Law graduate employment data released by ABA

 The American Bar Association Section of Legal Education and Admissions to the Bar recently released data on law graduate employment outcomes for the class of 2013. The data covers the employment status of the 2013 graduates of ABA-approved law schools as of Feb. 15, 2014, approximately nine months after spring 2013 graduation.

Law schools reported that 57 percent of graduates of the class of 2013 were employed in long-term, full-time positions where bar passage was required, compared with 56.2 percent for the class of 2012. In addition, 10.1 percent of graduates of the class of 2013 were employed in long-term, full-time positions where holding a J.D. provides an advantage in obtaining or performing the job, compared with 9.5 percent for the class of 2012.

Schools reported outcomes for 97.7 percent of their 2013 graduates. The size of the 2013 graduating class was the largest ever at 46,776, slightly larger than the 2012 class of 46,364. The data show both more jobs and a slightly higher percentage of graduates obtaining jobs in which a J.D. was required or considered relevant.

Other employment data reported by schools to the Section indicate that:

• The percentage of graduates reported as unemployed/seeking employment rose to 11.2 percent of total graduates from 10.6 percent.

• The percentage of positions funded by law schools increased incrementally to 4 percent of total graduates from 3.9 percent.

• While the percentage of law firm positions (2 to 500+ lawyers) increased only marginally, to 39.6 percent of total graduates from 39.3 percent, hiring at law firms of 500+ lawyers rose by nearly 10 percent, from 3,643 to 3,989 positions.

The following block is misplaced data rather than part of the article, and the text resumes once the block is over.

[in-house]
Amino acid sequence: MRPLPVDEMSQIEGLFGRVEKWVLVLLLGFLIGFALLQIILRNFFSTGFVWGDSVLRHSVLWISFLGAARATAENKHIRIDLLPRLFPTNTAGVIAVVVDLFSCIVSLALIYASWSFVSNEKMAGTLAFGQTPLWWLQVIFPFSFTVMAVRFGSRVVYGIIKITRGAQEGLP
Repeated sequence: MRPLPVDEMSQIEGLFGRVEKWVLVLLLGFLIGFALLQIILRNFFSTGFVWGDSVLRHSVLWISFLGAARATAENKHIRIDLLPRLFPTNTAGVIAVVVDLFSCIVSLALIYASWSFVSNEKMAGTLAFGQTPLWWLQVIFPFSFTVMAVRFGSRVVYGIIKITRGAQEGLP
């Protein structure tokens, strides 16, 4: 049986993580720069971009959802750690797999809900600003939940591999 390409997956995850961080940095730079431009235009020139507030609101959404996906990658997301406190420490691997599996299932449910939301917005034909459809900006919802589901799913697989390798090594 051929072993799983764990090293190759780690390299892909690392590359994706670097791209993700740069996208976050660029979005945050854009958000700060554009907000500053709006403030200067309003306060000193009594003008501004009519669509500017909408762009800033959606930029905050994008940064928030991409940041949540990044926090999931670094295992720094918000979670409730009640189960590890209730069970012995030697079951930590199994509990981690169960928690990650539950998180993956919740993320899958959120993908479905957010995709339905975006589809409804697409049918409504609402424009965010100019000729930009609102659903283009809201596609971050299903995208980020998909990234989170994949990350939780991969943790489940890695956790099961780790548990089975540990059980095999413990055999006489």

• The percentage of graduates employed in business and industry increased to 15.2 percent of total graduates from 14.9 percent.

• The percentage of graduates employed in government positions increased to 10.6 percent of all graduates from 10 percent, while the percentage of graduates employed in public interest positions fell from 5.9 percent to 4.8 percent. These changes are due at least in part to a change in definitions: Government public defender positions are now classified as government positions, whereas previously they were classified as public interest positions.

An online chart provides selected definitions and aggregate data breakdowns with comparisons to the previous year. The complete data set and school-by-school employment summaries are available online at http://employmentsummary.abaquestionnaire.org/. These data are as reported to the ABA by law schools on March 17, 2014.

The council of the ABA Section of Legal Education and Admissions to the Bar and its accreditation committee are recognized by the U.S. Department of Education as the national accrediting agency for programs leading to the J.D. The section’s 14,000 members strive to improve legal education and lawyer licensing by fostering cooperation among legal educators, practitioners and judges through workshops, conferences and publications. The section also studies and makes recommendations for the improvement of the bar admission process.